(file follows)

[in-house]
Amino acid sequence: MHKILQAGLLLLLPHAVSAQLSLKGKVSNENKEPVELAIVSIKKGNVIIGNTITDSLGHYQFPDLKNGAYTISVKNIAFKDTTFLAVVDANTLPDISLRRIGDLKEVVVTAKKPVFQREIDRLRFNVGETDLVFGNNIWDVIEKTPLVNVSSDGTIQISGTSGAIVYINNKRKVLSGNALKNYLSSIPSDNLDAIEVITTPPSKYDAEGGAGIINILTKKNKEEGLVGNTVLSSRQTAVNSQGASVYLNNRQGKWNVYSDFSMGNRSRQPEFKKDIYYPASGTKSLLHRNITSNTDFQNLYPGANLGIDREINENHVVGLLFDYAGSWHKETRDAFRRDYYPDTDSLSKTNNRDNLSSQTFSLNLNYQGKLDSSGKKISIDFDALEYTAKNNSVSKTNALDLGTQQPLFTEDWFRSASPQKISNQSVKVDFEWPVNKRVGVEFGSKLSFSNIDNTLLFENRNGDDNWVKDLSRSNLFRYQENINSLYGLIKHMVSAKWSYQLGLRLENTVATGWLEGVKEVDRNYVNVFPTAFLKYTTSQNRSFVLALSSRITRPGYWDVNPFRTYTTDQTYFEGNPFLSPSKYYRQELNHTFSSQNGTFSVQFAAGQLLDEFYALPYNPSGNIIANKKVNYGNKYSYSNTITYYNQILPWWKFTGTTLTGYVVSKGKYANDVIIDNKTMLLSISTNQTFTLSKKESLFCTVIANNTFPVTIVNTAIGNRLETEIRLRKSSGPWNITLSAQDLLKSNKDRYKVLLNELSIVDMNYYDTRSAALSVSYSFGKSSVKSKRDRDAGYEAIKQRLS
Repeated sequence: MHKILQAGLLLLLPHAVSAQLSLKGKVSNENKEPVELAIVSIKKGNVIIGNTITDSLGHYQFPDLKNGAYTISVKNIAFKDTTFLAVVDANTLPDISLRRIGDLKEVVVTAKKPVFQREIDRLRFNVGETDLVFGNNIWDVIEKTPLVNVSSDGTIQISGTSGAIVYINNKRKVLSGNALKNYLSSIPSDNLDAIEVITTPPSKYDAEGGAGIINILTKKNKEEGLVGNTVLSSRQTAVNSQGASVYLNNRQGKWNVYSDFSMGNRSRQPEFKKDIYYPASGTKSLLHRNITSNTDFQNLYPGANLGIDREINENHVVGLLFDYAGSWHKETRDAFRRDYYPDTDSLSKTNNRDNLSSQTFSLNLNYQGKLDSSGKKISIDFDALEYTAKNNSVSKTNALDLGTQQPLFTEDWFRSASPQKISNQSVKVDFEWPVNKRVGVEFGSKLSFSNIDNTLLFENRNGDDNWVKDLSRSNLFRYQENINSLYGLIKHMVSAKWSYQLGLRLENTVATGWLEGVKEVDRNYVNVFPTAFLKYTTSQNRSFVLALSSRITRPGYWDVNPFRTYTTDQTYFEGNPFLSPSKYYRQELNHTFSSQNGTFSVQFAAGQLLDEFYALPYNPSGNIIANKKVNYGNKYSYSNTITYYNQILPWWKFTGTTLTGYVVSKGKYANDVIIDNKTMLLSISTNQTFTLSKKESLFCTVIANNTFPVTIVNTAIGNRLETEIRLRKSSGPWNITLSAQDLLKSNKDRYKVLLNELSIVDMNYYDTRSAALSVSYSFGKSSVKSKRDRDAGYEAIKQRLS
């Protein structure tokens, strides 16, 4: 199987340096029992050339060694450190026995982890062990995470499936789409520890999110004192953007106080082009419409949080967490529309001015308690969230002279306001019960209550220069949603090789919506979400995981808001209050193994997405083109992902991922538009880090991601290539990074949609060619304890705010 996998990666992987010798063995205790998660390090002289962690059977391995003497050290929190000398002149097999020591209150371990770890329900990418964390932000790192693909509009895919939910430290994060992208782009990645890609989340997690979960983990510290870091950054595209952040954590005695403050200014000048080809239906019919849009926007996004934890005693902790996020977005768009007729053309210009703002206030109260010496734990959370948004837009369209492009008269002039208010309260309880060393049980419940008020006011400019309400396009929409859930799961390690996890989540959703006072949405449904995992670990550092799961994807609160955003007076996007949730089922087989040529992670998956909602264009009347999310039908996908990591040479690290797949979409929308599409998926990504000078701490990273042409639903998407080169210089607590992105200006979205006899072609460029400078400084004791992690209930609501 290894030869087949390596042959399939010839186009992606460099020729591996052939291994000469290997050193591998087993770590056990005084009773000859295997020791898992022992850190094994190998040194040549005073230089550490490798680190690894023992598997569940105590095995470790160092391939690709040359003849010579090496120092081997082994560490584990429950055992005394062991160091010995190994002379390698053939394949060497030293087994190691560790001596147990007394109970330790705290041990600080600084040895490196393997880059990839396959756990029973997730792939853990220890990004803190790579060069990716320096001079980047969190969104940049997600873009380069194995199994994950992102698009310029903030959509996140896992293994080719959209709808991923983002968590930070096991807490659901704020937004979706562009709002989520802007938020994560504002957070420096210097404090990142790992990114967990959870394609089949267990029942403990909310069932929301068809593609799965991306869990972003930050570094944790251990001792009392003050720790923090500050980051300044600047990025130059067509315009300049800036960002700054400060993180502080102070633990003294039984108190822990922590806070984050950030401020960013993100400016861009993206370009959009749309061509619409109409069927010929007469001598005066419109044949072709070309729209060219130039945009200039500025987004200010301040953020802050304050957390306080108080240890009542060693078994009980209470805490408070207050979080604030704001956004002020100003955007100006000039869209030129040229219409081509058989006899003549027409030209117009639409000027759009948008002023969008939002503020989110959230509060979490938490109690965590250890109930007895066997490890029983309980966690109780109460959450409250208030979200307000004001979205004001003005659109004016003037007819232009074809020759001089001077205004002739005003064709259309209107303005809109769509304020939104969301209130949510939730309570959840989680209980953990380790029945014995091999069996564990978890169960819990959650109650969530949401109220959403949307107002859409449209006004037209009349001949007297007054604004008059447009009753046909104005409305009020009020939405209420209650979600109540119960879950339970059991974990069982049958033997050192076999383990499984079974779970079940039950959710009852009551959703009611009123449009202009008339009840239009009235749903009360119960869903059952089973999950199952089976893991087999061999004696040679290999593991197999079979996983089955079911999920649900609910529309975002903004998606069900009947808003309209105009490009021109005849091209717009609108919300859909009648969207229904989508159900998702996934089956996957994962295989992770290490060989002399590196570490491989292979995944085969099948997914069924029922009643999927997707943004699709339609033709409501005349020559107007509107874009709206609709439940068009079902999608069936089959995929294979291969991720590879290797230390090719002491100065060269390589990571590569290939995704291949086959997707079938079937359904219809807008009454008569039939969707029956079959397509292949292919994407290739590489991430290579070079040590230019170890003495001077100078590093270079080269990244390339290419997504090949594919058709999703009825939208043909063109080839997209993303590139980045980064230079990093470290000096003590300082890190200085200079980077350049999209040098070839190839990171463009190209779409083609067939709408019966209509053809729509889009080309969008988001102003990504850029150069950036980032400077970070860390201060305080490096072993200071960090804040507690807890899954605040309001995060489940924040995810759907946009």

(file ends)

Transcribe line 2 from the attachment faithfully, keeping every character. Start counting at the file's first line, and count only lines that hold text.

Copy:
Amino acid sequence: MHKILQAGLLLLLPHAVSAQLSLKGKVSNENKEPVELAIVSIKKGNVIIGNTITDSLGHYQFPDLKNGAYTISVKNIAFKDTTFLAVVDANTLPDISLRRIGDLKEVVVTAKKPVFQREIDRLRFNVGETDLVFGNNIWDVIEKTPLVNVSSDGTIQISGTSGAIVYINNKRKVLSGNALKNYLSSIPSDNLDAIEVITTPPSKYDAEGGAGIINILTKKNKEEGLVGNTVLSSRQTAVNSQGASVYLNNRQGKWNVYSDFSMGNRSRQPEFKKDIYYPASGTKSLLHRNITSNTDFQNLYPGANLGIDREINENHVVGLLFDYAGSWHKETRDAFRRDYYPDTDSLSKTNNRDNLSSQTFSLNLNYQGKLDSSGKKISIDFDALEYTAKNNSVSKTNALDLGTQQPLFTEDWFRSASPQKISNQSVKVDFEWPVNKRVGVEFGSKLSFSNIDNTLLFENRNGDDNWVKDLSRSNLFRYQENINSLYGLIKHMVSAKWSYQLGLRLENTVATGWLEGVKEVDRNYVNVFPTAFLKYTTSQNRSFVLALSSRITRPGYWDVNPFRTYTTDQTYFEGNPFLSPSKYYRQELNHTFSSQNGTFSVQFAAGQLLDEFYALPYNPSGNIIANKKVNYGNKYSYSNTITYYNQILPWWKFTGTTLTGYVVSKGKYANDVIIDNKTMLLSISTNQTFTLSKKESLFCTVIANNTFPVTIVNTAIGNRLETEIRLRKSSGPWNITLSAQDLLKSNKDRYKVLLNELSIVDMNYYDTRSAALSVSYSFGKSSVKSKRDRDAGYEAIKQRLS